Being configured to draw the vessel tissue surrounding an opening in a blood vessel together so as to be substantially close, the closure element 500 can be formed from any suitable material, including any biodegradable material, any shape memory alloy, such as alloys of nickel-titanium, or any combination thereof. Additionally, it is contemplated that the closure element may be coated with a beneficial agent or be constructed as a composite, wherein one component of the composite would be a beneficial agent. As desired, the closure element 500 may further include radiopaque markers (not shown) or may be wholly or partially formed from a radiopaque material to facilitate observation of the closure element 500 using fluoroscopy or other imaging systems. Exemplary embodiments of a closure element are disclosed in U.S. Pat. Nos. 6,197,042, and 6,623,510, and in co-pending application Ser. Nos. 09/546,998, 09/610,238, and 10/081,726, which are expressly incorporated herein by reference.

In one embodiment, the closure element is configured to expand in an amount sufficient so that the times are capable of penetrating into the bloods vessel tissue around the opening. Accordingly, the closure element and tines are configured to expand to a maximum size and/or diameter during deployment so as to maximize the amount of tissue grabbed by the tines and drawn inward to close the opening. This can include when the closure element is applied to as shown in the FIG. 6A-6D or 8A-8C.

FIG. 12A illustrates an embodiment of a carrier tube 600 or drive shaft that has a radially-increasing taper 602 at the distal end 604. As shown, the carrier tube 600 can be employed to retain and expand the closure element upon deployment into the blood vessel. FIG. 12B shows a threaded drive shaft 610 can include a tapered member 612 at the distal end 614, which can be used at the distal end 614 of the drive shaft 610 to expand the closure element. The closure element can be dimensioned so as to be retained and/or deployed in a manner that expands and extends the tines further outwardly from the opening and/or into the tissue around the opening, which allows for more tissue to be grabbed and pulled together. The present invention provides for the closure element to expand to a diameter sufficient to close an opening in a blood vessel, such as from an arteriotomy. Since blood vessel openings can vary greatly in the diameter of the opening, the closure elements correspondingly vary so as to be capable of penetrating tissue surrounding the opening. Also, the tines can vary in size with some being larger than others. The closure element diameter and/or tines allow for more tissue to be pulled together and are suitable for closing openings without causing more trauma from larger incisions when the closure device is delivered through the skin and tissue.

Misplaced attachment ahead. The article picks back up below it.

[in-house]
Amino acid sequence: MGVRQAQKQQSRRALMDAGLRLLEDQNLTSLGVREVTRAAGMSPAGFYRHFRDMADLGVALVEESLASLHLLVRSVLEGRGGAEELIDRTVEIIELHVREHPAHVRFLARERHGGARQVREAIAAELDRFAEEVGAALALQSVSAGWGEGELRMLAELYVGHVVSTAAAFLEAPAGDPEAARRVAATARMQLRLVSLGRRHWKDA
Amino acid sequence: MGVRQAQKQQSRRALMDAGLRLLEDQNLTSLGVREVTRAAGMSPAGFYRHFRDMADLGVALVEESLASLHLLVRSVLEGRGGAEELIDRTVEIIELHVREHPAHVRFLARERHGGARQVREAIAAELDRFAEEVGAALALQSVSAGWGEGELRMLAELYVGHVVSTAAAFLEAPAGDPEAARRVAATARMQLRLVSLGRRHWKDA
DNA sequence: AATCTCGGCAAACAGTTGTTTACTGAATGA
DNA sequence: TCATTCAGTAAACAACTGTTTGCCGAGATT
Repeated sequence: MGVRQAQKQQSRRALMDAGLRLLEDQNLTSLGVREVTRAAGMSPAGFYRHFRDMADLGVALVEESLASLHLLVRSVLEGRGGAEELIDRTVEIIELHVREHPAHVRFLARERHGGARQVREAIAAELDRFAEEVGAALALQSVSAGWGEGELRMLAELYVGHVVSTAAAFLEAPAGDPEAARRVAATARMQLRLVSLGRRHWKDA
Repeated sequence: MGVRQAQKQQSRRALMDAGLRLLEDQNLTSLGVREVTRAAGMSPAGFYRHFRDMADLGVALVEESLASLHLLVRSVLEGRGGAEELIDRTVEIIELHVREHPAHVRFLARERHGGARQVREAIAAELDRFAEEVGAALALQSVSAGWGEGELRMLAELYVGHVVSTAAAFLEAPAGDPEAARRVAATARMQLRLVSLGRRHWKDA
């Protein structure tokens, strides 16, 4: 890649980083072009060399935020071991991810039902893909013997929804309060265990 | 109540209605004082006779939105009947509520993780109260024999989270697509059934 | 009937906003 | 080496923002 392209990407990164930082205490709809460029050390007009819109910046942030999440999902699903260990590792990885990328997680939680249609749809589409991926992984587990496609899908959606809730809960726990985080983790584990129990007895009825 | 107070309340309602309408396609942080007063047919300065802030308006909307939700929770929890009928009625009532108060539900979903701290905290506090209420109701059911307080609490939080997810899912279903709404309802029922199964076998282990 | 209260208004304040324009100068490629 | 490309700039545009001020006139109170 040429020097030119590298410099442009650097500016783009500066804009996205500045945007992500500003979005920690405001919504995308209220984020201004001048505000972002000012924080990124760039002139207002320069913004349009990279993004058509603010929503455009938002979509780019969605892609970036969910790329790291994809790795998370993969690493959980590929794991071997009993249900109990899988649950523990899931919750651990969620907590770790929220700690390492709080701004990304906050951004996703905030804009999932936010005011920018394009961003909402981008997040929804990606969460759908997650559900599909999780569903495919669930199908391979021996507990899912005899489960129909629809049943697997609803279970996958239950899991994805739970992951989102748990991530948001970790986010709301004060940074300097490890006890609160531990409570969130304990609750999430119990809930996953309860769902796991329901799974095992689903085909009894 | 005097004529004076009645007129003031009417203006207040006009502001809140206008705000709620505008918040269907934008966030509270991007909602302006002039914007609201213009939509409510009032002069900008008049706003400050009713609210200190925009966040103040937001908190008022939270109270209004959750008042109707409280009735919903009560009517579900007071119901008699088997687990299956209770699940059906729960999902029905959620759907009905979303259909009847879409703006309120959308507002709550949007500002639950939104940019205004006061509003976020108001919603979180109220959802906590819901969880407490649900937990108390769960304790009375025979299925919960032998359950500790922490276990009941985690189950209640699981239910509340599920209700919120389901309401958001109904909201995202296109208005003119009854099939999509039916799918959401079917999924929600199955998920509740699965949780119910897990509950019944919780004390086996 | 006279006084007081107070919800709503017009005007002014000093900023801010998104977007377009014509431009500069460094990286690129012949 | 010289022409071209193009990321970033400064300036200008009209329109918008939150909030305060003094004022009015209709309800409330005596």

In one embodiment, the closure element is configured to extend the tines further outward during deployment before turning and penetrating into the tissue. With respect to the longitudinal axis of the garage, the tines are directed radially away from the axis to form a larger and/or maximum diameter before turning and penetrating into the tissue surrounding the opening of the opening. The superelastic property of the closure element allows for such a configuration and function during deployment and closure of the opening, which can be likened to the closure element body and tines being more flat and extending perpendicularly (or angle between 45 degrees to 90 degrees) before turning inwardly to a more tubular shape, and then to the closed and natural shape with the tines pointing more inwardly. As such, the tines would make substantially a 90 degree turn during the deployment into the tissue to close the opening. This can be seen in FIG. 11H.

In one embodiment, the closure element body and/or tines (e.g., extended tines) have barbs, hooks, spikes, prongs, protrusions, roughened surfaces, and the like in order to increase the efficiency of tissue contact and grab. As such, the closure element has increased contact points for increasing the contact with the tissue during deployment.

Previous closure elements employed in closing incisions formed in blood vessels have been designed with decreased flexibility and/or increased mechanical strength due to the blood vessel being a high pressure network with blood pressure against the arterial walls. Accordingly, closure elements configured for closing an incision in a blood vessel can be configured to resist blood pressure.